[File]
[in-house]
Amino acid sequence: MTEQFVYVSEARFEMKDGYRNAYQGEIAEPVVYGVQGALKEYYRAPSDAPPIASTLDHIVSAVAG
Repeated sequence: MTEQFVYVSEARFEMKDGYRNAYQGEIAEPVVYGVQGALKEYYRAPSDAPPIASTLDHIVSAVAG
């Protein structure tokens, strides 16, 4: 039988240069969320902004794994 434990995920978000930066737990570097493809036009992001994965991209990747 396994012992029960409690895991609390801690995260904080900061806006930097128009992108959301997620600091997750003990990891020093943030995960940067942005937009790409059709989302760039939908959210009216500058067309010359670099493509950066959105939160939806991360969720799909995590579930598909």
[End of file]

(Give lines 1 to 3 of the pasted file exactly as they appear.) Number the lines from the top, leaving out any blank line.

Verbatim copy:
[in-house]
Amino acid sequence: MTEQFVYVSEARFEMKDGYRNAYQGEIAEPVVYGVQGALKEYYRAPSDAPPIASTLDHIVSAVAG
Repeated sequence: MTEQFVYVSEARFEMKDGYRNAYQGEIAEPVVYGVQGALKEYYRAPSDAPPIASTLDHIVSAVAG